Tiling stub surround -- my detailed plan
Thanks to many people on this forum I have my plan worked out for tiling around my tub. But at the last minute I'm second guessing myself, because I'm terrified of messing up and ending up with a water problem in the walls down the road. I have moments of wanting to call someone to come get the job done right, then I change my mind.
I am currently at the stage where I have removed the old surround, and cut the drywall.
I'd appreciate it if you would read my plan here and tell me if it sounds good, or if I'm generally better off hiring a pro. I really want to do this, but not at the risk of potential problems down the road.
1) Cut the drywall from the tub to 5'9" above the tub. I plan to tile to about 5'10" so I left an inch of drywall to overlap with tile.
I also left about an inch of drywall on the 2 sides also, that I plan to overlap with tile.
2) The drywall is 5/8" thickness while the hardibacker is 1/2", so I plan to liquid nail some paint stirring sticks to the studs to fur out the hardibacker even with the drywall.
3) Install hardibacker keeping it's sides about 1/4" from the studs, and about 1/8" from drywall and other hardbacker boards -- and 1/4" above the top of the flange/lip on the tub.
4) Lay 2 or three coats of Redguard over all of the hardibacker, including the inch or so of drywall where the tiles will overlap. (then let it dry)
5) Thinset->tape->thinset in between all joints except between the hardibacker and the tub
6) Caulk the joint between the hardibacker and the tub lip
7) Lay the tile
8) Set grout between all tile, but not on the outter edges.
9) On the outer tile edges (between tile and drywall, and til and tub) caulk it
10) Seal it
11) Have a beer, then let it all dry
12) Take a shower
I see that your plan has evolved and you have gone with the redguard. I think this is an excellent choice as I am sure you have done your research from our last discussion and have made an informed decision. Also I trust you are not working with any exterior walls.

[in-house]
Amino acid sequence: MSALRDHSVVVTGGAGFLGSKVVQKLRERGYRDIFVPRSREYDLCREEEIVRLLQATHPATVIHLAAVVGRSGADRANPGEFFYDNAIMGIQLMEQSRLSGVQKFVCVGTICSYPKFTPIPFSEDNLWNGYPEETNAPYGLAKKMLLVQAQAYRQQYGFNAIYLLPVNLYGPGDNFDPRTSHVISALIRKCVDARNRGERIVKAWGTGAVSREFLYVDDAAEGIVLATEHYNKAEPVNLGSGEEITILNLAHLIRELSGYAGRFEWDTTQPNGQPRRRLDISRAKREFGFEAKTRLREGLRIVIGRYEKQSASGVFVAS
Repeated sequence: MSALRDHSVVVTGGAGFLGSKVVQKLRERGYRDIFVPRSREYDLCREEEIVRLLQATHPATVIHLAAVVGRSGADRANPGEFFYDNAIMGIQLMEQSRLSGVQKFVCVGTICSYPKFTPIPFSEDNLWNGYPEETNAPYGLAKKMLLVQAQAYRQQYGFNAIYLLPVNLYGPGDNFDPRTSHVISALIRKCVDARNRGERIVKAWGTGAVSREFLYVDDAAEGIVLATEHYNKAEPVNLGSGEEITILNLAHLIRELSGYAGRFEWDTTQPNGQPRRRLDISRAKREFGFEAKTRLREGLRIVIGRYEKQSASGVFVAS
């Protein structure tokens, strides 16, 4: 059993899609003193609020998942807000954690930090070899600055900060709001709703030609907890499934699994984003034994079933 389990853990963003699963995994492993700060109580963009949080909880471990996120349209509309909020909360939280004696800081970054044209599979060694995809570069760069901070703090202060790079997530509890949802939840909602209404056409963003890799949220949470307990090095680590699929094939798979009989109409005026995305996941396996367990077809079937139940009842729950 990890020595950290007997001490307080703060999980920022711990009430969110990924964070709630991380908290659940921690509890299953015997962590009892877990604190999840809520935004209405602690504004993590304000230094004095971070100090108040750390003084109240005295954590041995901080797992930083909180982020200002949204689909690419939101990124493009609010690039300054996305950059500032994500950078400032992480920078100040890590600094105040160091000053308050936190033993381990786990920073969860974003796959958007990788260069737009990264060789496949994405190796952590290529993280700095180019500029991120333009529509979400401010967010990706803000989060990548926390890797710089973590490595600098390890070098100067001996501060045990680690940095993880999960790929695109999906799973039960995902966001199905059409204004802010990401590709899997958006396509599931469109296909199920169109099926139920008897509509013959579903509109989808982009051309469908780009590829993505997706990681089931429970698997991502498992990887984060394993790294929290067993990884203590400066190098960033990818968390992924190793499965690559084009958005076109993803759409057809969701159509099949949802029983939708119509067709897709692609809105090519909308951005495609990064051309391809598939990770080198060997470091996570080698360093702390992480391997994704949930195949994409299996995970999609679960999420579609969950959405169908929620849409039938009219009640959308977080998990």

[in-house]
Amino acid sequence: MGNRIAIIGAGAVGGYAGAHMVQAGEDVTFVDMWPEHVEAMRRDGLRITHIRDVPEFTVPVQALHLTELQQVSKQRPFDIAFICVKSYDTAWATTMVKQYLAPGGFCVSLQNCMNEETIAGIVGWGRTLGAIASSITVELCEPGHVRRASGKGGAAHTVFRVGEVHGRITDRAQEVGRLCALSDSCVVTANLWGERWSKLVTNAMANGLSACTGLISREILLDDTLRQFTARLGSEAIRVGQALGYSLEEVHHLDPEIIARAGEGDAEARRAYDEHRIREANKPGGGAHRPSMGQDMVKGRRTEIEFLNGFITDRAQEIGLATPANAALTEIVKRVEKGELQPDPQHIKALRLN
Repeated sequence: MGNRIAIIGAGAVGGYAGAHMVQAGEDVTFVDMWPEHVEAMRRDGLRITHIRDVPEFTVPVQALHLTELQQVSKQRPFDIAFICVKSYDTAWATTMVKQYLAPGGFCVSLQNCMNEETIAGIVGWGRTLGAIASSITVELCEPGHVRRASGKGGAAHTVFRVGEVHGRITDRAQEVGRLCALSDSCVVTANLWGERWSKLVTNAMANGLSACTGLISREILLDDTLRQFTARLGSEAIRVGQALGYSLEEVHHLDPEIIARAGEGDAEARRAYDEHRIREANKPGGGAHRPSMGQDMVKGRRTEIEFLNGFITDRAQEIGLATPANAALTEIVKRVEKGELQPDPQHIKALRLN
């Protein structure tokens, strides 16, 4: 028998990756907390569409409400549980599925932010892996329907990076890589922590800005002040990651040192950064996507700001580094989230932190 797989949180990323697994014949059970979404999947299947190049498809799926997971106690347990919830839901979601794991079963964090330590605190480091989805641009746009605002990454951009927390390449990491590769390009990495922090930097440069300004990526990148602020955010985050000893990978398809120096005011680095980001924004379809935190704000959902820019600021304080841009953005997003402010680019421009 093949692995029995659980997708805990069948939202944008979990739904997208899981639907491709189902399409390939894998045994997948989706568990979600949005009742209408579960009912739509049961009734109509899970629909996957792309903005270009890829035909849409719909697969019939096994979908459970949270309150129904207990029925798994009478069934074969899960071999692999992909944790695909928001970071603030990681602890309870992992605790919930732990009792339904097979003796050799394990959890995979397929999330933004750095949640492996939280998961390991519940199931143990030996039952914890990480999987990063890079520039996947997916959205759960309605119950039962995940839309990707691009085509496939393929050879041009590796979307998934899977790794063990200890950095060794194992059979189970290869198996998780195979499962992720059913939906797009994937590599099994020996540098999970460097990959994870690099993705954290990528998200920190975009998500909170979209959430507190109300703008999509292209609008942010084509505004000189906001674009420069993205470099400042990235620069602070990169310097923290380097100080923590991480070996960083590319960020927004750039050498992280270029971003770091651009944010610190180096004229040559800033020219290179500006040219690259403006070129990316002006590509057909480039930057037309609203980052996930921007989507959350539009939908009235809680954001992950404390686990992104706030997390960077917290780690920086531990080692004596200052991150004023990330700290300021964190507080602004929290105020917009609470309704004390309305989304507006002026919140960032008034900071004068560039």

With that said the plan looks great to me. One point that I make and I use in my tiling practices is that I also do not grout the inside corners and I am not sure if that is part of your reference to outside corners or not. The reason that I don't grout my inside corners is because that is an area of lateral movement and if there is lateral movement there will also be cracking of grout. That is my theory in practice take it for what it is worth. Also as long as we are on the subject of grout and caulk when I choose my grouts I always identify the color of grouts that are availible with color matched caulks (both sanded and unsanded depending on how wide your grout line is) That way if I choose the grout colors that have a coordinating caulk I can get a color match with no problems. I also prescribe to a theory and caution my clients from choosing white grouts. The reason is no matter how neat you are you will find it hard to keep it pristine but the choice ultimatly is up to you, but never say I didn't warn ya, lol.
The second point is in regards to your lay out. I always do my layout with my ceter lines between two tiles especially on the control valve walls that way I get 1) a balanced layout and 2) I have an easier time cutting holes around the plumbing and it reduces the amount of field drilling I have to contend with. There are exceptions to this rule however it is a fairly solid rule that yields solid end results.
Other than that your plan looks great and I also am happy that you are leaving the extra drywall to overlap so that your finished appearance is the textured wall and not the hardi board right?
Looks great and I am sure you will get others that will give you some valuable input as well. One other thing I am wondering about is are you going to install any niches or shelves so that you have locations for all of the paraphanalia we use in out showers every day?
Good luck, be safe!
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